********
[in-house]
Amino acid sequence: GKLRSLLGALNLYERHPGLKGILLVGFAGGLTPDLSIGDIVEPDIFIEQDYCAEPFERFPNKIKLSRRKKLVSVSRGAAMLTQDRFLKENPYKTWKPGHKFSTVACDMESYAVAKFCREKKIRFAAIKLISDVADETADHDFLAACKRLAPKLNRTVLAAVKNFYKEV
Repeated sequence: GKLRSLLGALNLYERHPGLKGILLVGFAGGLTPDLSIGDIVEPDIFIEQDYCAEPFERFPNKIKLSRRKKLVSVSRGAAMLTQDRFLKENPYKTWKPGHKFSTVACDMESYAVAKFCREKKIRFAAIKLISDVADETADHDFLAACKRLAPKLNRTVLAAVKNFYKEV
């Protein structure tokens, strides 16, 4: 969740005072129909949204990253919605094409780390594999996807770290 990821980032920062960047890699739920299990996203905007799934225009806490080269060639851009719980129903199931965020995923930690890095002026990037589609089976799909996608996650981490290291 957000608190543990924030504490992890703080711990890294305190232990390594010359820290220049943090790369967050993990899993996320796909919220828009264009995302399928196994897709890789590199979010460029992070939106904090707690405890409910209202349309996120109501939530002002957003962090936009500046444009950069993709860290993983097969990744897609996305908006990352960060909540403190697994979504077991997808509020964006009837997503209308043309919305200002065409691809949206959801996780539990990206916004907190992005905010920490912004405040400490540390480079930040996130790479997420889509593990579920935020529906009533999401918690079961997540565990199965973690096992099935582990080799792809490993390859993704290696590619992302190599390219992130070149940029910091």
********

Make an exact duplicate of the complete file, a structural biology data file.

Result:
[in-house]
Amino acid sequence: GKLRSLLGALNLYERHPGLKGILLVGFAGGLTPDLSIGDIVEPDIFIEQDYCAEPFERFPNKIKLSRRKKLVSVSRGAAMLTQDRFLKENPYKTWKPGHKFSTVACDMESYAVAKFCREKKIRFAAIKLISDVADETADHDFLAACKRLAPKLNRTVLAAVKNFYKEV
Repeated sequence: GKLRSLLGALNLYERHPGLKGILLVGFAGGLTPDLSIGDIVEPDIFIEQDYCAEPFERFPNKIKLSRRKKLVSVSRGAAMLTQDRFLKENPYKTWKPGHKFSTVACDMESYAVAKFCREKKIRFAAIKLISDVADETADHDFLAACKRLAPKLNRTVLAAVKNFYKEV
């Protein structure tokens, strides 16, 4: 969740005072129909949204990253919605094409780390594999996807770290 990821980032920062960047890699739920299990996203905007799934225009806490080269060639851009719980129903199931965020995923930690890095002026990037589609089976799909996608996650981490290291 957000608190543990924030504490992890703080711990890294305190232990390594010359820290220049943090790369967050993990899993996320796909919220828009264009995302399928196994897709890789590199979010460029992070939106904090707690405890409910209202349309996120109501939530002002957003962090936009500046444009950069993709860290993983097969990744897609996305908006990352960060909540403190697994979504077991997808509020964006009837997503209308043309919305200002065409691809949206959801996780539990990206916004907190992005905010920490912004405040400490540390480079930040996130790479997420889509593990579920935020529906009533999401918690079961997540565990199965973690096992099935582990080799792809490993390859993704290696590619992302190599390219992130070149940029910091």